I placed my son, screaming with colic, into his crib and walked away. I let the screen door slam behind me and found a spot on the front porch steps. If it’d been five years earlier I would’ve slipped a Marlboro Light from a paper pack and watched the smoke swirl in front of my face, white tendrils coiling, hypnotizing me.
I’d given up that habit, traded it in for a runner’s high and bad tv.
Inside my baby was red-faced and howling. At 2 months old I hadn’t seen his smile, hadn’t heard his laugh, didn’t know this child. He screamed. He nursed. He drew his muscles tight like a prize fighter preparing to strike.
Outside there was street noise. The couple next door fought in their garage. A dog barked. The birds sang.
Life went on.
Eventually I’d take a breath and walk back in, across the living room cluttered with unmatched socks and magazines, to that first floor room with the writhing boy.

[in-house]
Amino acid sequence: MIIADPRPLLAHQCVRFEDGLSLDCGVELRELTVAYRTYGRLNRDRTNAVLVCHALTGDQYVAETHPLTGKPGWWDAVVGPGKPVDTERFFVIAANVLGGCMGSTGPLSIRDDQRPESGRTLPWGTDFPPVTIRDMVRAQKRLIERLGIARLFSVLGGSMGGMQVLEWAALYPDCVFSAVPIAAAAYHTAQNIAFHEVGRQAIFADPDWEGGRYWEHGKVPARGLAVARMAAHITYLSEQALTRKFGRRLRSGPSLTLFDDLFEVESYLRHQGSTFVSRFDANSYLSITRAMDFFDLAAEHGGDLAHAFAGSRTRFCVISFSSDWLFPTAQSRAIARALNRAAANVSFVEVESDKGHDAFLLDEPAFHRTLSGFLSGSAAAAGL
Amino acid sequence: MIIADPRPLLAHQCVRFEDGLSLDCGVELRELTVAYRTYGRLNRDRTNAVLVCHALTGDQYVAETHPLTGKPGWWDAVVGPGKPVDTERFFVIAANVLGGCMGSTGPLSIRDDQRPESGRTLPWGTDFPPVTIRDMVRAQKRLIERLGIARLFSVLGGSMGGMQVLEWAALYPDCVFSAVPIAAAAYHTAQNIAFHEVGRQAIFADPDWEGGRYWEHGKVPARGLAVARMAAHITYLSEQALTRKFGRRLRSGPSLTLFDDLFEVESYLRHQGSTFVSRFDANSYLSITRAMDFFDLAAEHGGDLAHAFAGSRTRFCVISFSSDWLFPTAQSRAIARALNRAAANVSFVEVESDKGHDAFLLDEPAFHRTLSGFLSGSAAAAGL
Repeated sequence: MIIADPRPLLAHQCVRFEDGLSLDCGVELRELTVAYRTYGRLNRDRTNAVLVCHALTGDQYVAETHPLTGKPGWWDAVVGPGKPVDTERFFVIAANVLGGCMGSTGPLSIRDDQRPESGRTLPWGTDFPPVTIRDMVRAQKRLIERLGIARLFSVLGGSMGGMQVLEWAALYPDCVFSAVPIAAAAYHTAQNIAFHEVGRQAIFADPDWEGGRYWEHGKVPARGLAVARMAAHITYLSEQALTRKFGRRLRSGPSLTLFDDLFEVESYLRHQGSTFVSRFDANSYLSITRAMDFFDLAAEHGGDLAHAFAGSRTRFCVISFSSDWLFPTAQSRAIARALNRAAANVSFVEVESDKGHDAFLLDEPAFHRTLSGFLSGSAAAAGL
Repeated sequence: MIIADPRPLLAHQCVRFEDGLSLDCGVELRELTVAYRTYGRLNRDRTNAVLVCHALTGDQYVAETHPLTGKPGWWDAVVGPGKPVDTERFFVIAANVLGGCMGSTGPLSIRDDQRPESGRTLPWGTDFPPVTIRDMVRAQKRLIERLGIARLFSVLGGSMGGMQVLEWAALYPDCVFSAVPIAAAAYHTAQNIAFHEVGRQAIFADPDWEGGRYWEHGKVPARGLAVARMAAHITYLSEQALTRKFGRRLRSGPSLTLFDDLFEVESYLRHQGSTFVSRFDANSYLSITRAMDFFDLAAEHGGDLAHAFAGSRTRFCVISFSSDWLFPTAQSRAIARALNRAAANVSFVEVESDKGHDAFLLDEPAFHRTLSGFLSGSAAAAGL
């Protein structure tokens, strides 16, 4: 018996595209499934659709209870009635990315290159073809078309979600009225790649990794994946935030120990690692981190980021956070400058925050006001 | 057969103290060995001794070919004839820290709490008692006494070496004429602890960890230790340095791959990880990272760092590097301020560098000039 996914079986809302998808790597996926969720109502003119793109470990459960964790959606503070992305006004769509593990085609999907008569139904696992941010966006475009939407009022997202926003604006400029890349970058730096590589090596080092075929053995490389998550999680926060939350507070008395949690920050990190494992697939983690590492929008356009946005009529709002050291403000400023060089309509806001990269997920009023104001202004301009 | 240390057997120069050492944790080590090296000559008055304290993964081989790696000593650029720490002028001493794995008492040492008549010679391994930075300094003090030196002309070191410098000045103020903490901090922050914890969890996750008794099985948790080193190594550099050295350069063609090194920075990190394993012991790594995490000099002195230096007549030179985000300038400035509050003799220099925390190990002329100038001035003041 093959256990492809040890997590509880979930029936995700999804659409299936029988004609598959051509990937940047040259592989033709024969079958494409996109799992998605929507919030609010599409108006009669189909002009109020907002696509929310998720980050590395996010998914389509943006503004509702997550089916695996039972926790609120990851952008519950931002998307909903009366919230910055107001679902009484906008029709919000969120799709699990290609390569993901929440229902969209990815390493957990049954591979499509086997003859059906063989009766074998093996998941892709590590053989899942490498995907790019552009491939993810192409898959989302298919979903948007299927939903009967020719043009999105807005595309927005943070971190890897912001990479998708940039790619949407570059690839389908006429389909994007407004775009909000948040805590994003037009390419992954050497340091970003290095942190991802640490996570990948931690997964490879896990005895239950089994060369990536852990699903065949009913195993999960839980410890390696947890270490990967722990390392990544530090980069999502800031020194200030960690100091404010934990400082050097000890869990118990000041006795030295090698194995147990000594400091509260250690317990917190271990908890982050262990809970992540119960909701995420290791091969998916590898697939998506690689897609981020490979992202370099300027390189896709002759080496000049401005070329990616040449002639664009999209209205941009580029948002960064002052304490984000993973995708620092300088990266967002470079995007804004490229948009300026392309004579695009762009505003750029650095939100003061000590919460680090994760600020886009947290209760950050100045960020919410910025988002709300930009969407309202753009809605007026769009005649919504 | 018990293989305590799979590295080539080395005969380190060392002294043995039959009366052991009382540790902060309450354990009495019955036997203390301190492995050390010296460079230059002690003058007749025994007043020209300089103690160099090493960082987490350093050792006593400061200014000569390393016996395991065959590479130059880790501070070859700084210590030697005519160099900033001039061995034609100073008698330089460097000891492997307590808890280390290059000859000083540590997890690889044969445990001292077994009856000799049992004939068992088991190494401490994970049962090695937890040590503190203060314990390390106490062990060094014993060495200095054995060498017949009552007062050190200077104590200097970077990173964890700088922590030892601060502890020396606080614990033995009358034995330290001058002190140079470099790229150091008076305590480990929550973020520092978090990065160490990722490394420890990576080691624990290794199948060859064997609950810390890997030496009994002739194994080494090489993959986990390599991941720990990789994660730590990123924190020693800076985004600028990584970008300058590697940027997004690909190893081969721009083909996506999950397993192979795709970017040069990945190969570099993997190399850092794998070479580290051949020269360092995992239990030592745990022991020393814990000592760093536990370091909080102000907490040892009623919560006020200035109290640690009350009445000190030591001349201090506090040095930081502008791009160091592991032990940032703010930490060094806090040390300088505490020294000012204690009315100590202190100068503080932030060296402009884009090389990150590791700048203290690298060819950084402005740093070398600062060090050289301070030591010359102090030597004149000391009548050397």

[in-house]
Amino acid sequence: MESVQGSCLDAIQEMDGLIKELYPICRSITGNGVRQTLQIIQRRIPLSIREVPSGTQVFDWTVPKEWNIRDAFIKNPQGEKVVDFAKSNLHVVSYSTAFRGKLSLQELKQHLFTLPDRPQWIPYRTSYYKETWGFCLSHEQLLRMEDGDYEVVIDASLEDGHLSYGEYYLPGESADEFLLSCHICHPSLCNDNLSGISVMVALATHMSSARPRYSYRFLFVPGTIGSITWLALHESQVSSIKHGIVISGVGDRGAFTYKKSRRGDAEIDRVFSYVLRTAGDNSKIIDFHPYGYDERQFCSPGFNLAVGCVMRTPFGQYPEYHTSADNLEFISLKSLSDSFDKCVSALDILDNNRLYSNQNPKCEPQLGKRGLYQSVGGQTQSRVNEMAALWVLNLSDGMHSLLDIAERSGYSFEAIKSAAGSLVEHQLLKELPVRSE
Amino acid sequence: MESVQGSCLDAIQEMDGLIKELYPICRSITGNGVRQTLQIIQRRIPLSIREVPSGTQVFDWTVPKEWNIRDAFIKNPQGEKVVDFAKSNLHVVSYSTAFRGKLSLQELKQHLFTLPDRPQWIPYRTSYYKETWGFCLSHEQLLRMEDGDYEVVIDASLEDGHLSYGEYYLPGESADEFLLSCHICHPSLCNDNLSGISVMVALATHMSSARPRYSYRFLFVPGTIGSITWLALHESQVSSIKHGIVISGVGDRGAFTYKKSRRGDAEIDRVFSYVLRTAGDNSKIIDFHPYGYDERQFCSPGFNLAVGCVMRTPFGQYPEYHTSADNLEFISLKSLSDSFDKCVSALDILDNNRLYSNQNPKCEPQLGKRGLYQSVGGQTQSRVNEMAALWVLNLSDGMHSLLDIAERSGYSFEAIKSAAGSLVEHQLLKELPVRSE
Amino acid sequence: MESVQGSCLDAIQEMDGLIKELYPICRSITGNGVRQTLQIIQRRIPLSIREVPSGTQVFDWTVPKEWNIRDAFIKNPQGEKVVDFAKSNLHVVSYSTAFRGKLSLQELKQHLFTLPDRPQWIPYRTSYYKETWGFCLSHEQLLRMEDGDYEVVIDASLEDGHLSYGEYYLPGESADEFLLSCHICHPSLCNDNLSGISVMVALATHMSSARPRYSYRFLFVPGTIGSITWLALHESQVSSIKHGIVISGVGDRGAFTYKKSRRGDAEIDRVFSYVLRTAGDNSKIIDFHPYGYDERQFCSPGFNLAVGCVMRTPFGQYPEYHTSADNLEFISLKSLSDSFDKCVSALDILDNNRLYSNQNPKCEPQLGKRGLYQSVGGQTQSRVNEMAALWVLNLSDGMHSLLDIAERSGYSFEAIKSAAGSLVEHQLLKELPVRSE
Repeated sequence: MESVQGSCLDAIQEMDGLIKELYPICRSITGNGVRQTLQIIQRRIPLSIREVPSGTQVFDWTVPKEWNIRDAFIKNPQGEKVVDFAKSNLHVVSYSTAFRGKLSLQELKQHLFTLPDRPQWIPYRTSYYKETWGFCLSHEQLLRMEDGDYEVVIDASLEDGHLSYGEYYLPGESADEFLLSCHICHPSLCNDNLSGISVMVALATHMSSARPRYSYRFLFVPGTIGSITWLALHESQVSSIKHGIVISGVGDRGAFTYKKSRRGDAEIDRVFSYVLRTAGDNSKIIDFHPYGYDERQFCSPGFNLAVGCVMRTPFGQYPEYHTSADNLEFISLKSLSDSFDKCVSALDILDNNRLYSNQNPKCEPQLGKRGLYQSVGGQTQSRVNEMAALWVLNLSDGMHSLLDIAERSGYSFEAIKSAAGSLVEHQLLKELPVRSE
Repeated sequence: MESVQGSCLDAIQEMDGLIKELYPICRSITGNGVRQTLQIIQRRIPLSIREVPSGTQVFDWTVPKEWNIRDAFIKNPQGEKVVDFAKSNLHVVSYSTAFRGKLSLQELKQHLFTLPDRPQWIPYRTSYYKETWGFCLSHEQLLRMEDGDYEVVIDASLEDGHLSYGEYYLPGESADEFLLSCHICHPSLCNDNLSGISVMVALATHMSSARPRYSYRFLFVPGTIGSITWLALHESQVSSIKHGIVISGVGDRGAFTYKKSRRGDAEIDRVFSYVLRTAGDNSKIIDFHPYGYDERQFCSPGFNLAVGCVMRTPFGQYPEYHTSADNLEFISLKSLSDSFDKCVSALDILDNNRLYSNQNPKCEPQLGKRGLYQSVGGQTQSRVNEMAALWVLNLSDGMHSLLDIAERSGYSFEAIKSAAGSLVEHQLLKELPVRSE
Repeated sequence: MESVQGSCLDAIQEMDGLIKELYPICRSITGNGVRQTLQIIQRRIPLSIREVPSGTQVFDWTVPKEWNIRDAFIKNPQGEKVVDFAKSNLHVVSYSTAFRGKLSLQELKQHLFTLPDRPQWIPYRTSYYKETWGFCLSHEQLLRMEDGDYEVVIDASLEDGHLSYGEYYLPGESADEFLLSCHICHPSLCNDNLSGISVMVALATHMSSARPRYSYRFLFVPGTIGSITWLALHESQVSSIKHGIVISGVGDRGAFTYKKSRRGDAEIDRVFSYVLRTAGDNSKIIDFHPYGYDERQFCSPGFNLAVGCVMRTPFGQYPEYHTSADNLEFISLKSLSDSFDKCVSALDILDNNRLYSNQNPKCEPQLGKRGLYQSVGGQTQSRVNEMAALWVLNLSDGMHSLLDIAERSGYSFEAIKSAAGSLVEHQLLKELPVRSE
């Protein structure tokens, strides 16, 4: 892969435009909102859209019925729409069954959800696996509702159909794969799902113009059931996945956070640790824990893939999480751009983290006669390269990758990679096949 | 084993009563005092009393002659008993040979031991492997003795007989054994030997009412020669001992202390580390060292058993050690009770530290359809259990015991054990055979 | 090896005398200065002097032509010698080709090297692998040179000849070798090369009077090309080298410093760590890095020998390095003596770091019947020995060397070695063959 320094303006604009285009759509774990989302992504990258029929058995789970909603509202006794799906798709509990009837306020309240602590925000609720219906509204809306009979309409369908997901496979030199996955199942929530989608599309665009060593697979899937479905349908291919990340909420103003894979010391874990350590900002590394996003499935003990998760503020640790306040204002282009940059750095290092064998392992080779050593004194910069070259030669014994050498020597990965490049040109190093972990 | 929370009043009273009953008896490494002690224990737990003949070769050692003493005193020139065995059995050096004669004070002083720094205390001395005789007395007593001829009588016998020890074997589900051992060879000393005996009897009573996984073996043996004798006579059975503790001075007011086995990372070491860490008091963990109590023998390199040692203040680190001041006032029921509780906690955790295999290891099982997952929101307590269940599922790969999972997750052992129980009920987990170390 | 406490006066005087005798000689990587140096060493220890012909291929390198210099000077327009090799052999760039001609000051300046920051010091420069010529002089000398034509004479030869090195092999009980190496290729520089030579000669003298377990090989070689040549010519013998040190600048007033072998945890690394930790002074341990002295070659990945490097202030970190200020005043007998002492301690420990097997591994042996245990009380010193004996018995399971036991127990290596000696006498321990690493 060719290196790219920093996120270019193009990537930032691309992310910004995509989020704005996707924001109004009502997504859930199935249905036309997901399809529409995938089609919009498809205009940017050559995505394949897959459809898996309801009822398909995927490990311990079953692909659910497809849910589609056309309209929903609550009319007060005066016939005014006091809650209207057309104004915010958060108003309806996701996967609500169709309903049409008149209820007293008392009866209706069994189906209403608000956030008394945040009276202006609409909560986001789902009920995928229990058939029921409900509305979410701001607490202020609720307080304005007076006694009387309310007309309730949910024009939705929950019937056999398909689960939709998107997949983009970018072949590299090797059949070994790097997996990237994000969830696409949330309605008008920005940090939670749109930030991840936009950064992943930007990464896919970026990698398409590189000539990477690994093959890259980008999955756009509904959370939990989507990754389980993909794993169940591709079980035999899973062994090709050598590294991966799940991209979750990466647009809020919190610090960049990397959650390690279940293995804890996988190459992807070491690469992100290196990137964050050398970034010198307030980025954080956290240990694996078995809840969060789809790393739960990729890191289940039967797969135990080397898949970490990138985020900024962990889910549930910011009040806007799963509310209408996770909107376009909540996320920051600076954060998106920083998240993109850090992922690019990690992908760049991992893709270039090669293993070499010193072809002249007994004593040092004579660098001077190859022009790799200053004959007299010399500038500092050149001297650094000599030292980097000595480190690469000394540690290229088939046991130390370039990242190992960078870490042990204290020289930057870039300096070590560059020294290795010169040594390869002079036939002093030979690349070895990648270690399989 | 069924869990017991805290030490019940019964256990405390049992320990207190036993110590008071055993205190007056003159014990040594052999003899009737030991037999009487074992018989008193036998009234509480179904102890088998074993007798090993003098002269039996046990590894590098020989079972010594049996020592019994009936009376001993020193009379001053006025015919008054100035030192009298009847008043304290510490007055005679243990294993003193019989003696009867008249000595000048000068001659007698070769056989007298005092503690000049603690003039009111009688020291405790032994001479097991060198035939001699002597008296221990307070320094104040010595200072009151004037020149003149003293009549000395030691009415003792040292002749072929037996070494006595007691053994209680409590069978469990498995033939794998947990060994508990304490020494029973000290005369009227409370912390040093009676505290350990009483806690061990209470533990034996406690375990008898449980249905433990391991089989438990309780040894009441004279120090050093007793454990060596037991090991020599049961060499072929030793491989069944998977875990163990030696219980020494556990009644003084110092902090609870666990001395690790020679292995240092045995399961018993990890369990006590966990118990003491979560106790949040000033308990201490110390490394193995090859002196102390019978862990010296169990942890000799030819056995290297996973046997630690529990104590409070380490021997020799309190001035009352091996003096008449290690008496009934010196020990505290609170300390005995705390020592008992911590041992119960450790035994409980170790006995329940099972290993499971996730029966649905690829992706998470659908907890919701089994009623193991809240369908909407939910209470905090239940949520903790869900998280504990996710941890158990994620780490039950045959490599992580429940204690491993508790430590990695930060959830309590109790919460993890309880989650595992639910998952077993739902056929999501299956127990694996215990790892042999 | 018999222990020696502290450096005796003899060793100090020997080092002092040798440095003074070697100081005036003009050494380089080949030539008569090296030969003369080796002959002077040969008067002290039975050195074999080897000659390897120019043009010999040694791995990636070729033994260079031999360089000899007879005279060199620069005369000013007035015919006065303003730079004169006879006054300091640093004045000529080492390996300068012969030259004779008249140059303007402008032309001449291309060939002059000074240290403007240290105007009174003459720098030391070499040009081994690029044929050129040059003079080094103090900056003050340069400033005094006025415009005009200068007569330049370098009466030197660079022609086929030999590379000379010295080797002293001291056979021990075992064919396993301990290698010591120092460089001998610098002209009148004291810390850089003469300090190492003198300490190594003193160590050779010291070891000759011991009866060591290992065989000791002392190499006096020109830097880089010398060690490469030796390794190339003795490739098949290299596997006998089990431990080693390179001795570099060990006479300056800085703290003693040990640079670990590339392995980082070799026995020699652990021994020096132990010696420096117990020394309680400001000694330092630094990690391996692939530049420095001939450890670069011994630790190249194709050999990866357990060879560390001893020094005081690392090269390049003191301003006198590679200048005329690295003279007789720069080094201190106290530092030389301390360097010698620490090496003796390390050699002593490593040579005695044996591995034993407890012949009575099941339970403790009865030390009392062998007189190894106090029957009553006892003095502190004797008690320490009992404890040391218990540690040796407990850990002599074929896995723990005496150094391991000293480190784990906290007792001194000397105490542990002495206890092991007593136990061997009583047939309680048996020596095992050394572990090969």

Eventually I’d take him in my arms again, into that mother’s muscle memory dance of pat-and-sway.
Eventually he’d fall asleep.
Eventually the crying stopped. The boy emerged (I fell in love).
But there are times I still need to walk away.
Some days closing my bedroom door is like coming up for air. It’s an act of survival.
I fill my lungs with quiet before diving in headfirst again.
I search the ridges in my view for smoke that rises higher and higher still before slowly disappearing into the gray.
Photo Credit: ezioman/Flickr